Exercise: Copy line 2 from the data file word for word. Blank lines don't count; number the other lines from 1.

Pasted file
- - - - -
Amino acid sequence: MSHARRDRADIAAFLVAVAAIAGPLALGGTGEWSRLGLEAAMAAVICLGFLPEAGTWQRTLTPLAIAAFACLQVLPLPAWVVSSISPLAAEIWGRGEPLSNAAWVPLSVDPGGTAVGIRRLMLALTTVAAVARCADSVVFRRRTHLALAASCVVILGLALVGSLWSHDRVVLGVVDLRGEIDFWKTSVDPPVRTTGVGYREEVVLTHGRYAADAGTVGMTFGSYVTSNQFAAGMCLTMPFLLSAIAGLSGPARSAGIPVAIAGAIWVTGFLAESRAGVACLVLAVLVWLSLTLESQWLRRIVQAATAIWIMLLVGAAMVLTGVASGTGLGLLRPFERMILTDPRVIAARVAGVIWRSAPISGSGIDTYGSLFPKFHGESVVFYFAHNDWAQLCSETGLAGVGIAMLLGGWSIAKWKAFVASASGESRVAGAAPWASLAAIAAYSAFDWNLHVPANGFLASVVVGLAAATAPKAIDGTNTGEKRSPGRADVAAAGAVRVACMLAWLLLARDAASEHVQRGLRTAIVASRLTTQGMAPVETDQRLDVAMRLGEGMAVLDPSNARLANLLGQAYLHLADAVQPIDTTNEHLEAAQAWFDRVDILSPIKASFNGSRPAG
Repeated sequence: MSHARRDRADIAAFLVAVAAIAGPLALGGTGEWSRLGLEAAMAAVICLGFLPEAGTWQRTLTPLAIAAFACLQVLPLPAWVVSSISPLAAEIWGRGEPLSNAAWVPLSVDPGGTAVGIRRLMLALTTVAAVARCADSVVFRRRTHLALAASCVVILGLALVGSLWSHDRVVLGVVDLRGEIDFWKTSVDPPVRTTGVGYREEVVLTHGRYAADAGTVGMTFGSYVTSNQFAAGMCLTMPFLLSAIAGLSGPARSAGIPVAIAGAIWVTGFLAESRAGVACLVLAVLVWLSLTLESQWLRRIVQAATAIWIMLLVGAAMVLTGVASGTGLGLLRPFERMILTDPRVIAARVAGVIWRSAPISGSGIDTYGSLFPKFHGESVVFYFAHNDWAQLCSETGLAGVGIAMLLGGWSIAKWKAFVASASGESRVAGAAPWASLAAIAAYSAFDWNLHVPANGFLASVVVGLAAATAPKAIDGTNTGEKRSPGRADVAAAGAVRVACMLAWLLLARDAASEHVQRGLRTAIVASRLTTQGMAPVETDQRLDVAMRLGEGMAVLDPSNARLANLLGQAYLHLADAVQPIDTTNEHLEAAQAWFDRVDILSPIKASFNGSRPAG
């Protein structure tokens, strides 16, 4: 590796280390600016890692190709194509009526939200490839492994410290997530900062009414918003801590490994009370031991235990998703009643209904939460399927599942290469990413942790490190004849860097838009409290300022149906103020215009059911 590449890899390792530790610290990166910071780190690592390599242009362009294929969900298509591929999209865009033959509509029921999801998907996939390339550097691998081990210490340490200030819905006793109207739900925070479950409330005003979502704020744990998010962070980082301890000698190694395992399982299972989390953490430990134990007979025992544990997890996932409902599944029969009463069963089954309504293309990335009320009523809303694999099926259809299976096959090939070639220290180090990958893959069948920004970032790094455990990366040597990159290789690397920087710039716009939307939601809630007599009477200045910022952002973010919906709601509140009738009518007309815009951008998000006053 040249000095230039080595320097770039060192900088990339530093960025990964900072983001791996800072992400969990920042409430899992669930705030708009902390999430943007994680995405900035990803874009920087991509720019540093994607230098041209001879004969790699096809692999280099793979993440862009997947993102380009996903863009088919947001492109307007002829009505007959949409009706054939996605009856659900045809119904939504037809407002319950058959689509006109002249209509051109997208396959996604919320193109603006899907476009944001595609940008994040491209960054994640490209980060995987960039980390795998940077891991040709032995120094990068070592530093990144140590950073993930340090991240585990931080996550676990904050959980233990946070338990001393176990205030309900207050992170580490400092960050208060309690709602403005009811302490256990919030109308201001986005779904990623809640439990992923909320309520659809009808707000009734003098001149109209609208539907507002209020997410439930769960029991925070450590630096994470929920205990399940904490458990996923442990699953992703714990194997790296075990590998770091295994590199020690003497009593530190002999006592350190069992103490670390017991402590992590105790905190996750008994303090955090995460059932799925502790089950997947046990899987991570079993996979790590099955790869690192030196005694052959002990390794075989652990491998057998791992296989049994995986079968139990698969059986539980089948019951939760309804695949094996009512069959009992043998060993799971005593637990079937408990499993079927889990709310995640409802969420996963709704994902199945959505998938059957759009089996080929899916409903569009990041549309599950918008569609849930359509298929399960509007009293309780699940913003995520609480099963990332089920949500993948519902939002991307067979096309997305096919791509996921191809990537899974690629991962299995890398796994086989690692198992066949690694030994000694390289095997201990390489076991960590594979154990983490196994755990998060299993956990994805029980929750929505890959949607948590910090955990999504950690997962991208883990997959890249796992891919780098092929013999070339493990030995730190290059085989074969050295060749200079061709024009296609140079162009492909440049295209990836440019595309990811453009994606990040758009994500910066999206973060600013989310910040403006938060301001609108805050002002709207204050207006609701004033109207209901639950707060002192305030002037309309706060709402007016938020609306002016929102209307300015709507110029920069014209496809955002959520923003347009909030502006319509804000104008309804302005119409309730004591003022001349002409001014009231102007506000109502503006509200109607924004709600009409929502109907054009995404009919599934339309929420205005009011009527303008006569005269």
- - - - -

Repeated sequence: MSHARRDRADIAAFLVAVAAIAGPLALGGTGEWSRLGLEAAMAAVICLGFLPEAGTWQRTLTPLAIAAFACLQVLPLPAWVVSSISPLAAEIWGRGEPLSNAAWVPLSVDPGGTAVGIRRLMLALTTVAAVARCADSVVFRRRTHLALAASCVVILGLALVGSLWSHDRVVLGVVDLRGEIDFWKTSVDPPVRTTGVGYREEVVLTHGRYAADAGTVGMTFGSYVTSNQFAAGMCLTMPFLLSAIAGLSGPARSAGIPVAIAGAIWVTGFLAESRAGVACLVLAVLVWLSLTLESQWLRRIVQAATAIWIMLLVGAAMVLTGVASGTGLGLLRPFERMILTDPRVIAARVAGVIWRSAPISGSGIDTYGSLFPKFHGESVVFYFAHNDWAQLCSETGLAGVGIAMLLGGWSIAKWKAFVASASGESRVAGAAPWASLAAIAAYSAFDWNLHVPANGFLASVVVGLAAATAPKAIDGTNTGEKRSPGRADVAAAGAVRVACMLAWLLLARDAASEHVQRGLRTAIVASRLTTQGMAPVETDQRLDVAMRLGEGMAVLDPSNARLANLLGQAYLHLADAVQPIDTTNEHLEAAQAWFDRVDILSPIKASFNGSRPAG